What is MMR or Matchmaking Rating

Credit: Riot Games

Matchmaking Rating, or MMR, is also an important factor that affects your RR. It is a giant ladder that includes every player in VALROANT’s ecosystem. Additionally, no two players can hold the same spot on that ladder.

MMR is an accurate representation of your skill set in VALROANT. However, it is a hidden system, and no player can actually see anyone’s MMR. But how does it affect RR?

In general:

  • If your MMR is higher than your rank, you’ll gain more RR on wins than you lose on losses.
  • If your MMR is even with your rank, you’ll gain and lose closer amounts of RR for wins and losses.
  • If your MMR is lower than your rank, you’ll gain less RR on wins and lose more on losses.

You can increase your MMR by outperforming your opponents and winning more consistently. But that doesn’t guarantee you rank up.

How to Rank Up?

Credit: Riot Games

In short, you need to win matches to make your way up to the top of the rank. However, there is more than just winning. Your performance in a match also matters. The better you perform, the more Rank Rating (RR) you get.

After you get a rank after the placement match, you’ll start with 50 RR or halfway in that tier. You need 100 total RRs to reach the next rank. So, if you are in Gold 3 and have 50 RP, you need 50 more RP to reach Platinum 1.

After you reach a new rank tier, you’ll start with at least 10 RR, as things might get awry in a new rank. But don’t worry. Even if you lose the next match, you won’t get demoted instantly due to demotion protection.

For example, if you are in plat 1 with 10 RR and lose more than 10 RR after losing a match, your RR will get to 0. After that, if you lose one more match, you’ll get demoted to Gold 3. But remember, this time, your RR will start from 70, and you’ll have to gain 30 RR again to rank up.

Does Party Affect Rank Rating?

Credit: Riot Games

In short, Yes! It does. However, there’s more to it.

There are some rules and regulations when it comes to playing with a party or friends in VALORANT. You can play as a solo or as a party of two, three, and five people. If you play as a solo, there is no restriction or Rank Rating penalty for you. However, to play in a party of two, three, and five people, you must maintain some rules and restrictions.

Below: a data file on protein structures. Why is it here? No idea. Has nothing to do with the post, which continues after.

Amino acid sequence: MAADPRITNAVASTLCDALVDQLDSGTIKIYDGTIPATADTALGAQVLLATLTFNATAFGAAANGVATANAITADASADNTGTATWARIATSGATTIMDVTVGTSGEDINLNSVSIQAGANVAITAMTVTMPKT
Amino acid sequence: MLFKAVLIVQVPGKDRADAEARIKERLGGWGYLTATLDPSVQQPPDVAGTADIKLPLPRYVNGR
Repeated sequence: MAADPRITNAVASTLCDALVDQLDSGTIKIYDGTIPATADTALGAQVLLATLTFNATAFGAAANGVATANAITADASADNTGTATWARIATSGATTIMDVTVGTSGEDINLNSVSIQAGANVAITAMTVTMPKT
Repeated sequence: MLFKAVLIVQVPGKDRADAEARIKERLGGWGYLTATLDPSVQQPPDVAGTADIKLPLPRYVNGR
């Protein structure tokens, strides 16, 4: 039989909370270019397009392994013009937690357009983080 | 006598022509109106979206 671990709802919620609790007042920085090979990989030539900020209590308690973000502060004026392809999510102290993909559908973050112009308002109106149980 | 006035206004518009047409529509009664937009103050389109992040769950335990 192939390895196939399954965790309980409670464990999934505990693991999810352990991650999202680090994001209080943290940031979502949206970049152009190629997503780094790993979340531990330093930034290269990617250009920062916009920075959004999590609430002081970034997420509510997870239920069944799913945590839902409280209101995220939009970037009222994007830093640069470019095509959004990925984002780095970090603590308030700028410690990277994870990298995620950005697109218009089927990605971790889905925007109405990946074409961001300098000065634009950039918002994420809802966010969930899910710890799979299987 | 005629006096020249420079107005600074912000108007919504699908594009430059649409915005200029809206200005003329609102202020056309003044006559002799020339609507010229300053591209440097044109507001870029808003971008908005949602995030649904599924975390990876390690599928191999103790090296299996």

To make things easier for you, we will divide the restrictions into two separate sections: 1. Party Restriction 2. Rank Rating Restriction.

Party Restriction

If you’re playing in a group of 2 or 3 players, you’ll only be able to join a Ranked match with friends within a specific rank range. Check out the breakdown below:

For parties of 2 or 3, players can queue within certain Ranked disparity restrictions: 

Lowest Rank in partyHighest Rank in Party
Iron and BronzeSilver
SilverGold
GoldPlatinum
Platinum, Diamond, Ascendant, Immortal, and RadiantExactly 1 tier higher max
(Example: Platinum 2 can queue with up to Diamond 2)

There are no restrictions for parties of 5 or 5-Stacks, meaning any rank can queue with any rank. Even a Radiant can queue with an Iron player as long as there are three more players present in the same lobby. So, as long as there are 5 players playing together, anything goes.

Additionally, people with Immortal 1 rank or above can’t play in a group of 3. So, only Solo, Duo, and 5-stack are allowed for Immortal 1 and above.

Rank Rating Restriction

There will be no Rank Rating restriction for Solos, Duos, and Trios. However, as there are no party restrictions for 5-stacks, VALORANT follows an adjusted ruleset given the potential disparity in rank for the players on the team.

  • If everyone in your 5-stack group is Ascendant 3 or below, the team will receive a 25% RR reduction if any players are Ranked outside of normal party restriction ranges.
  • If one or more members of your 5-stack group are Immortal 1 to Immortal 3, the team will receive a 25% RR reduction penalty.
  • If one or more of your 5-stack group are Radiant, the team will receive a 75% RR reduction. Having any players in your group that are below Radiant automatically reduces your potential RR by 90%.

Does VALORANT Have Rank Decay?

Credit: Riot Games

No, VALORANT does not have a Rank Decay system. If you don’t play Competitive or Ranked for 14 days, your rank will not appear in your profile. However, that doesn’t mean you lost your rank. Once you play one more Competitive or Ranked again, your rank will re-appear.

But for those of you hanging out in the Immortal and Radiant ranks, you can drop on the leaderboard. Your rank isn’t decaying, however. It just simply means that your position on the leaderboard has shifted.

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There you go! Now you know everything about VALORANT rank system, how it works, and how to climb up the rank. So, without wasting any more time, get into the game and enjoy the competitiveness of VALORANT Ranked.